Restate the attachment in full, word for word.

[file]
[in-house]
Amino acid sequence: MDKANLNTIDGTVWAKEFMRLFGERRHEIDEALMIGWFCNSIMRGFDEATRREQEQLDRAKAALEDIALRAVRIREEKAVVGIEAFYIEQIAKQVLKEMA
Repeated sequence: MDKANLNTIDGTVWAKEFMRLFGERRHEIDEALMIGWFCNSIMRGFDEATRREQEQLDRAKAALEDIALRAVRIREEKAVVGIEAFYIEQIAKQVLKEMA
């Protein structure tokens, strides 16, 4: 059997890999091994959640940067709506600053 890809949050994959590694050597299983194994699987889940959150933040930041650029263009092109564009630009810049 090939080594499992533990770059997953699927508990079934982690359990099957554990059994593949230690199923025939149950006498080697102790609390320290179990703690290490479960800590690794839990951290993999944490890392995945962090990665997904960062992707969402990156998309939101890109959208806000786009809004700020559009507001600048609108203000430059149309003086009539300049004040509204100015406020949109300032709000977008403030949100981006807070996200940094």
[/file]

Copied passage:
[in-house]
Amino acid sequence: MDKANLNTIDGTVWAKEFMRLFGERRHEIDEALMIGWFCNSIMRGFDEATRREQEQLDRAKAALEDIALRAVRIREEKAVVGIEAFYIEQIAKQVLKEMA
Repeated sequence: MDKANLNTIDGTVWAKEFMRLFGERRHEIDEALMIGWFCNSIMRGFDEATRREQEQLDRAKAALEDIALRAVRIREEKAVVGIEAFYIEQIAKQVLKEMA
């Protein structure tokens, strides 16, 4: 059997890999091994959640940067709506600053 890809949050994959590694050597299983194994699987889940959150933040930041650029263009092109564009630009810049 090939080594499992533990770059997953699927508990079934982690359990099957554990059994593949230690199923025939149950006498080697102790609390320290179990703690290490479960800590690794839990951290993999944490890392995945962090990665997904960062992707969402990156998309939101890109959208806000786009809004700020559009507001600048609108203000430059149309003086009539300049004040509204100015406020949109300032709000977008403030949100981006807070996200940094």